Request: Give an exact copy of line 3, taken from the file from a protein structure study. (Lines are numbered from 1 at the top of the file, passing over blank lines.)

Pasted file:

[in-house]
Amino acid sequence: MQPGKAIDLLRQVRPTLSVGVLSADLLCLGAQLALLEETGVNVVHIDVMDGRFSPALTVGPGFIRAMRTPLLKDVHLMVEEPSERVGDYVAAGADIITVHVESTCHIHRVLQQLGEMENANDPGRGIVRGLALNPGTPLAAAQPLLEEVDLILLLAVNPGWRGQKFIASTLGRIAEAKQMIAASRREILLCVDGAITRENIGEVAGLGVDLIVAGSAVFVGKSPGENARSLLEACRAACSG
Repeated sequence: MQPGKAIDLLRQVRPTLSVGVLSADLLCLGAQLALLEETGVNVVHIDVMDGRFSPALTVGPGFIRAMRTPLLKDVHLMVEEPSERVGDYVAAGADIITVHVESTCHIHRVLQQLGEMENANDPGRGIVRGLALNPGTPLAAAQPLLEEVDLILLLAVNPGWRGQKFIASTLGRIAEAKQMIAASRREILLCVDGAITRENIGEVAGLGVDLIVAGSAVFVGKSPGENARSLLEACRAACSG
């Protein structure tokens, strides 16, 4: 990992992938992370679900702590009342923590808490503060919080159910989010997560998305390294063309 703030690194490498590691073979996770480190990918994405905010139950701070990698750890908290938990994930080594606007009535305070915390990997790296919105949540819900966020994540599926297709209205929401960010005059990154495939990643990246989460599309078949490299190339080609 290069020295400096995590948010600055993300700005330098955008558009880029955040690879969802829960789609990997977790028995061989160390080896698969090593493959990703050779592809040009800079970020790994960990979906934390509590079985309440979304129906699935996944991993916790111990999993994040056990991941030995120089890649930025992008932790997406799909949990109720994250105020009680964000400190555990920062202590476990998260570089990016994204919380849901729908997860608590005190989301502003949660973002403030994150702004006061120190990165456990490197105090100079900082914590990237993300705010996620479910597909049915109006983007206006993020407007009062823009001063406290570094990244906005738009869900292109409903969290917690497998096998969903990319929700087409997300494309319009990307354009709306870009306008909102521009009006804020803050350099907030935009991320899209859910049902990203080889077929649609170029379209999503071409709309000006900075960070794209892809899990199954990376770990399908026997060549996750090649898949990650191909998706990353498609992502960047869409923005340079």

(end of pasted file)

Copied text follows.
Repeated sequence: MQPGKAIDLLRQVRPTLSVGVLSADLLCLGAQLALLEETGVNVVHIDVMDGRFSPALTVGPGFIRAMRTPLLKDVHLMVEEPSERVGDYVAAGADIITVHVESTCHIHRVLQQLGEMENANDPGRGIVRGLALNPGTPLAAAQPLLEEVDLILLLAVNPGWRGQKFIASTLGRIAEAKQMIAASRREILLCVDGAITRENIGEVAGLGVDLIVAGSAVFVGKSPGENARSLLEACRAACSG